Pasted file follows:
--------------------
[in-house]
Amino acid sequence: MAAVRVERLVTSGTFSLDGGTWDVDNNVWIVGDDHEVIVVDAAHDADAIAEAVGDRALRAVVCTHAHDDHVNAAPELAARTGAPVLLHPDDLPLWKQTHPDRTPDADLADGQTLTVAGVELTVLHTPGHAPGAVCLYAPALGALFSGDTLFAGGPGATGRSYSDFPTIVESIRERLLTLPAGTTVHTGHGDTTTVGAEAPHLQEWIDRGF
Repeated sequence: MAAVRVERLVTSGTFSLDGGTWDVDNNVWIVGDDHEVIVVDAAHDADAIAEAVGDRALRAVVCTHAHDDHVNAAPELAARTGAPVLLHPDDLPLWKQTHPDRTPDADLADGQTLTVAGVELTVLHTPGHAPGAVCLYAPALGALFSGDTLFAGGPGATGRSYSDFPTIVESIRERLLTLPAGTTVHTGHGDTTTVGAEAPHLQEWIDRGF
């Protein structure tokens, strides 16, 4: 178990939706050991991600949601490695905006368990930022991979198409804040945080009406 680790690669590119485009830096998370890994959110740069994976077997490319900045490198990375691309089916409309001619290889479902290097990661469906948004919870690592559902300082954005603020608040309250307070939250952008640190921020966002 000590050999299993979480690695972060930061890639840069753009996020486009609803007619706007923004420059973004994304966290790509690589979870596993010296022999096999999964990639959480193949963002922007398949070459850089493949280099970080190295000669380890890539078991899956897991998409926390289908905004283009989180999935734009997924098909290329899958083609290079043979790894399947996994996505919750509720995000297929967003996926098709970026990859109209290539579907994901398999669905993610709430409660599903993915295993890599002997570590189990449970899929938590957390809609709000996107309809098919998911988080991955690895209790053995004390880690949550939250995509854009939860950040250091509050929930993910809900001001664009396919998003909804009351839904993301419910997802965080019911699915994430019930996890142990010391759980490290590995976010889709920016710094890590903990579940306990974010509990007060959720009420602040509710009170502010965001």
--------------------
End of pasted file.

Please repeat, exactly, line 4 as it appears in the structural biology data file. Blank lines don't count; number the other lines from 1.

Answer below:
């Protein structure tokens, strides 16, 4: 178990939706050991991600949601490695905006368990930022991979198409804040945080009406 680790690669590119485009830096998370890994959110740069994976077997490319900045490198990375691309089916409309001619290889479902290097990661469906948004919870690592559902300082954005603020608040309250307070939250952008640190921020966002 000590050999299993979480690695972060930061890639840069753009996020486009609803007619706007923004420059973004994304966290790509690589979870596993010296022999096999999964990639959480193949963002922007398949070459850089493949280099970080190295000669380890890539078991899956897991998409926390289908905004283009989180999935734009997924098909290329899958083609290079043979790894399947996994996505919750509720995000297929967003996926098709970026990859109209290539579907994901398999669905993610709430409660599903993915295993890599002997570590189990449970899929938590957390809609709000996107309809098919998911988080991955690895209790053995004390880690949550939250995509854009939860950040250091509050929930993910809900001001664009396919998003909804009351839904993301419910997802965080019911699915994430019930996890142990010391759980490290590995976010889709920016710094890590903990579940306990974010509990007060959720009420602040509710009170502010965001």